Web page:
Easy to miss amid the excitement of the otherwise utterly riveting, record-breaking game the KC Royals and New York Yankees blessed baseball with Monday night was the short performance of a pitcher who, in the twilight of his career, refuses to give in.
Nothing he did in two-thirds of an inning ultimately broke the contest one way or the other, but there was Wade Davis entering the game with two runners on in the 10th inning after Richard Lovelady gave New York a two-run lead. Davis increased the tension of the moment by walking the first Yankee he faced, but then retired the next two to close out the frame. Limiting the damage to the runs Lovelady surrendered kept the game within reach and enabled the Royals to tie it up in their half of the frame.
Few, if any, observers of the 11-inning affair, which KC lost 8-6, will remember Davis’ three-batter effort, but that doesn’t mean it wasn’t important in the grand scheme of his 2021, a season that began with the promise of an Opening Day save but soon gave way to dismal performances rendering the end of his second go-round with the Royals inevitable, if not imminent.
Keeping Davis seemed especially inadvisable after his irrelevant, but shaky and ugly, two innings against Texas June 26. The two runs he gave up capped a terrible stretch over which Davis surrendered 23 runs in 25.2 innings. He went to the Injured List three days later with a right forearm strain.
There was little if any reason, other than General Manager Dayton Moore’s fondness for giving struggling veterans a venue to rebuild and rejuvenate their careers. But it seemed time for even the eternally optimistic Moore to admit Davis, once the middle piece of the Royals’ feared “H-D-H” late-inning relief threesome, and then a star closer in his own right, probably didn’t and couldn’t figure into the KC Royals’ plans after this season.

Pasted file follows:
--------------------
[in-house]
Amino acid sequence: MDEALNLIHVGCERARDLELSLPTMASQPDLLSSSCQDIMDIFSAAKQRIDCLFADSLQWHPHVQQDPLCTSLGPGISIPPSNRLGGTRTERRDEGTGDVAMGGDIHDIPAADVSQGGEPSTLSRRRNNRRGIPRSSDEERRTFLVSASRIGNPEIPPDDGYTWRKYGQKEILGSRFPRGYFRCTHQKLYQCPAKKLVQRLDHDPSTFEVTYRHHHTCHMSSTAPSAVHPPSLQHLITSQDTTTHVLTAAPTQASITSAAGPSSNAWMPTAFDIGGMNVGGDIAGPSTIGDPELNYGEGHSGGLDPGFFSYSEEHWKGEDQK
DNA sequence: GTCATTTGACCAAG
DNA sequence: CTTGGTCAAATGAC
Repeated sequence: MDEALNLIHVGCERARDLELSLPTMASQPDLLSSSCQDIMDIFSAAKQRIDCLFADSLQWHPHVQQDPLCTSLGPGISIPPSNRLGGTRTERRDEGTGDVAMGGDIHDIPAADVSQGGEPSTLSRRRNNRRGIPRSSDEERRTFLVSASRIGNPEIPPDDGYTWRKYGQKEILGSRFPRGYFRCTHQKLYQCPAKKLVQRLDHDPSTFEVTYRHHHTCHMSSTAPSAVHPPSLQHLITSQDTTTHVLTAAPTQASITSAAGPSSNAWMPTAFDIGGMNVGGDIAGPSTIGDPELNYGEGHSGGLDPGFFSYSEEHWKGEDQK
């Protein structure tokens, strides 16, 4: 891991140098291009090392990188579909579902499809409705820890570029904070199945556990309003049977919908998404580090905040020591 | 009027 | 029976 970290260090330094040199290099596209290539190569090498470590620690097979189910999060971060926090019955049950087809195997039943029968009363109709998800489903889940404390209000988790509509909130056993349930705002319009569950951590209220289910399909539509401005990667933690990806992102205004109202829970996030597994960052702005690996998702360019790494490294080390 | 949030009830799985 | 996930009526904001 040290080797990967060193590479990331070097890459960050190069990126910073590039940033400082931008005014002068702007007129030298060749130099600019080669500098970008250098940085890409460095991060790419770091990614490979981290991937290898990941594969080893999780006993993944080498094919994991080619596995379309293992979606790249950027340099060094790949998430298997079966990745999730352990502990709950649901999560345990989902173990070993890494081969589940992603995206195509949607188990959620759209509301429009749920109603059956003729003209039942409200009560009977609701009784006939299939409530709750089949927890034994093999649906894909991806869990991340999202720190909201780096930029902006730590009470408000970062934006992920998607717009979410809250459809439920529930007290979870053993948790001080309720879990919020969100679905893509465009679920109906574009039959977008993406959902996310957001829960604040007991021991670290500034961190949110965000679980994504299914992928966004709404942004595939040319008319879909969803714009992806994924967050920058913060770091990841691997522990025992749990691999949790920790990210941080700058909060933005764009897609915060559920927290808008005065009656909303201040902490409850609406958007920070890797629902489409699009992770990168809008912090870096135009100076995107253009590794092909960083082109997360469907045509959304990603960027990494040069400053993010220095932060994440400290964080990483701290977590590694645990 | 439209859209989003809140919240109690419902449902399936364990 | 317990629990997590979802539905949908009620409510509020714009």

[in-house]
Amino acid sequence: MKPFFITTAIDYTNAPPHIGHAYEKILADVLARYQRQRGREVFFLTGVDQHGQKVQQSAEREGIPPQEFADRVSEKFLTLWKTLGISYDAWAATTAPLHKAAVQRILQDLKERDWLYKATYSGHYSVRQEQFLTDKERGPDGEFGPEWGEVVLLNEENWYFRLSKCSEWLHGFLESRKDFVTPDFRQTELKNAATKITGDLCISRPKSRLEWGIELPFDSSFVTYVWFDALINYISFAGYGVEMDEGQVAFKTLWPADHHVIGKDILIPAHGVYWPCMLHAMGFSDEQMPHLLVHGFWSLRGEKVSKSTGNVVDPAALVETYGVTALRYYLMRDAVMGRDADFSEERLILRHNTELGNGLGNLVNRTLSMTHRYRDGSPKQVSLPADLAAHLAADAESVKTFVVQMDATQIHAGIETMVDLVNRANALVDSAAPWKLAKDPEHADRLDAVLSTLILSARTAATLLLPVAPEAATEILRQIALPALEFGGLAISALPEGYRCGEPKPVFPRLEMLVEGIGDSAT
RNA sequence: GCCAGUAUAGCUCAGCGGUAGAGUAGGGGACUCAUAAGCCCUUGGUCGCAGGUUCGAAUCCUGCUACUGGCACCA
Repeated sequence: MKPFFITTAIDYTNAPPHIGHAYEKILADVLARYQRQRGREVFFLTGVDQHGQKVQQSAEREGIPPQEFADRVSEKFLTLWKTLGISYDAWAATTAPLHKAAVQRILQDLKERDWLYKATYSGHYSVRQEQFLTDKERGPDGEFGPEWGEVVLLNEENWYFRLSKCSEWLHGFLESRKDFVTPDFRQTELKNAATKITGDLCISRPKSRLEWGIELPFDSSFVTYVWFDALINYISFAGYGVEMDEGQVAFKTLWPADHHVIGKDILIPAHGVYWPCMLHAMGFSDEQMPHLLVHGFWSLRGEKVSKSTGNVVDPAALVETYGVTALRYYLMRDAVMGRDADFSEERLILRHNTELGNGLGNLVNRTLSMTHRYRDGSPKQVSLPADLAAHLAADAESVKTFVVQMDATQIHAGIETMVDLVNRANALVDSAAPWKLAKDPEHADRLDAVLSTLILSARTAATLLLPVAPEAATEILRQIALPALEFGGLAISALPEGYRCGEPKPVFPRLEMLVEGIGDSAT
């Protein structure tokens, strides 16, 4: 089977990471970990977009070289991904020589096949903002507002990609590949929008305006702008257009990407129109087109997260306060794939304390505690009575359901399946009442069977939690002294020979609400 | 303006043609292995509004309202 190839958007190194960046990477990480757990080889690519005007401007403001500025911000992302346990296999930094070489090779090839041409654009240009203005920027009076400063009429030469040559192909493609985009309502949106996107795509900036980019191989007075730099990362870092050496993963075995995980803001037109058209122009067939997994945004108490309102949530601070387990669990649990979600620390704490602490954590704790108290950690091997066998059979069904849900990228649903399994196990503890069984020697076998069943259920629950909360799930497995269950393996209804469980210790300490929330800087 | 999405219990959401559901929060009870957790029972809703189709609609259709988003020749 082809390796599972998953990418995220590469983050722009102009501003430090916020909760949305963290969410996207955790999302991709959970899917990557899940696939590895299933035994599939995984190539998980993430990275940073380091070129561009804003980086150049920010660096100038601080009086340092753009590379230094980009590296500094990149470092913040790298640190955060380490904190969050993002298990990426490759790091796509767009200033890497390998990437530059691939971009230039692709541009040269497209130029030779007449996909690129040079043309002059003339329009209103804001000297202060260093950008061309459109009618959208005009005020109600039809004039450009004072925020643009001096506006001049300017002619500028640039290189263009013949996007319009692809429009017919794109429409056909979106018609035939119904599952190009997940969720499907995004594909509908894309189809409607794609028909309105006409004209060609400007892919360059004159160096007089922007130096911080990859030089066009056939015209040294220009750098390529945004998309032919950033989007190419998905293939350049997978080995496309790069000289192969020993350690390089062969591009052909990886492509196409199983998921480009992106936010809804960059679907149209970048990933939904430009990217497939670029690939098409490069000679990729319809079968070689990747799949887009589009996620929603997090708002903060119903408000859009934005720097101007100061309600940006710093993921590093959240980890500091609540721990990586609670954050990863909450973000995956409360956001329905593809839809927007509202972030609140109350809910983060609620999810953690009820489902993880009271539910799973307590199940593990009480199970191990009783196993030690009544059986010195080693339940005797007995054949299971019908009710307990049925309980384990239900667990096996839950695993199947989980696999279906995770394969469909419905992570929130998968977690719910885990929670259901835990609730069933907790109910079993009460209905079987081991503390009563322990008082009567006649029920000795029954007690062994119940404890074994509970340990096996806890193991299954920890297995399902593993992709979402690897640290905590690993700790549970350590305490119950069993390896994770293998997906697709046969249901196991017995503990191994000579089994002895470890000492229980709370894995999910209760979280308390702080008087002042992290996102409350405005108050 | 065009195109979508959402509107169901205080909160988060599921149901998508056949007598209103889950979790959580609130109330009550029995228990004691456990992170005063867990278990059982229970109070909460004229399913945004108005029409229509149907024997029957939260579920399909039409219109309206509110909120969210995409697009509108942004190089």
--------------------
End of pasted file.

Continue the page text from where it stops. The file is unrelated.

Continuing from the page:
Davis, though, appears determined to defy his detractors. And time. Since returning from the IL July 17, he’s been a different pitcher, one looking more like the old Davis than the one who’s struggled so many times this season.
In eight appearances, Davis hasn’t given up a run, earned or unearned. He’s struck out only five of the 24 batters he’s faced, but he’s also walked only two. The two singles opposing batters have managed both came in the same game, so Davis has held teams hitless seven times. He has a save.
Davis’ ERA, an astronomical 8.06 when he went on the IL, is now 6.34.
What does Wade Davis’ turnaround mean for his future with the KC Royals?
Whether the forearm strain that forced him to the IL contributed to his difficulties for an extended period is unknown, but his success since returning certainly begs the question. What’s clear, though, and regardless of cause, is that Davis, who turns 36 next month, found something, somewhere that turned his pitching around.
Will this god fortune continue? Hopefully. And if it does, Davis will have made a case to return to Kansas City next season.
Whether the club should bring him back is, of course, an entirely different issue. Davis doesn’t have the velocity he used to, nor does he dominate hitters like he once did. Even if he can pitch next year as well as he has over the last month, his championship experience and mentoring will constitute his greatest values—there are younger hurlers in the Royals’ system who can fill his shoes on the mound.
So, the answer may well be that even pitching well for the rest of this season doesn’t justify Davis coming back, not if it blocks any younger pitcher or if his 2022 role will be minimal. Instead, making 2021 a respectable campaign is the ideal way for Davis to bow out.
Wade Davis is pitching well again. Let’s hope he keeps it up.